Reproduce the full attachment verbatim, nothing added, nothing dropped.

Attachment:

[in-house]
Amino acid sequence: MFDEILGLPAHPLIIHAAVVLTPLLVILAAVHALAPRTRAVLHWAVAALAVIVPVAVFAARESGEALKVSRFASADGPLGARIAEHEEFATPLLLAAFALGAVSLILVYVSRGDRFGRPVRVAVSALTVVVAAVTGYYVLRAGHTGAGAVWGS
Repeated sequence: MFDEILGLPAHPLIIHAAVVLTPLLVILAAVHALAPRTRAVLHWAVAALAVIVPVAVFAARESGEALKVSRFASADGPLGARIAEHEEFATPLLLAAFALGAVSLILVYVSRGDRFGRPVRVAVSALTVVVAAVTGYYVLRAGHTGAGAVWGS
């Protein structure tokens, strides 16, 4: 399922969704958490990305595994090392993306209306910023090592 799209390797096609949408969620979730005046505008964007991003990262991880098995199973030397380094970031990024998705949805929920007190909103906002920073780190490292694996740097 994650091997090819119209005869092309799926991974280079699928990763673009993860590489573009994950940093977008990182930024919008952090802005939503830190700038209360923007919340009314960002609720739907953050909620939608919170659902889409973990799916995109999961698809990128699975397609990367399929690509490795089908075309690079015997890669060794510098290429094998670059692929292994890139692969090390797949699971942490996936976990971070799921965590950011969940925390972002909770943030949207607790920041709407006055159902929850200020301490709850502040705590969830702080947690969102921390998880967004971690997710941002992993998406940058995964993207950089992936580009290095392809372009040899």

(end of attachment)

[in-house]
Amino acid sequence: MFDEILGLPAHPLIIHAAVVLTPLLVILAAVHALAPRTRAVLHWAVAALAVIVPVAVFAARESGEALKVSRFASADGPLGARIAEHEEFATPLLLAAFALGAVSLILVYVSRGDRFGRPVRVAVSALTVVVAAVTGYYVLRAGHTGAGAVWGS
Repeated sequence: MFDEILGLPAHPLIIHAAVVLTPLLVILAAVHALAPRTRAVLHWAVAALAVIVPVAVFAARESGEALKVSRFASADGPLGARIAEHEEFATPLLLAAFALGAVSLILVYVSRGDRFGRPVRVAVSALTVVVAAVTGYYVLRAGHTGAGAVWGS
């Protein structure tokens, strides 16, 4: 399922969704958490990305595994090392993306209306910023090592 799209390797096609949408969620979730005046505008964007991003990262991880098995199973030397380094970031990024998705949805929920007190909103906002920073780190490292694996740097 994650091997090819119209005869092309799926991974280079699928990763673009993860590489573009994950940093977008990182930024919008952090802005939503830190700038209360923007919340009314960002609720739907953050909620939608919170659902889409973990799916995109999961698809990128699975397609990367399929690509490795089908075309690079015997890669060794510098290429094998670059692929292994890139692969090390797949699971942490996936976990971070799921965590950011969940925390972002909770943030949207607790920041709407006055159902929850200020301490709850502040705590969830702080947690969102921390998880967004971690997710941002992993998406940058995964993207950089992936580009290095392809372009040899």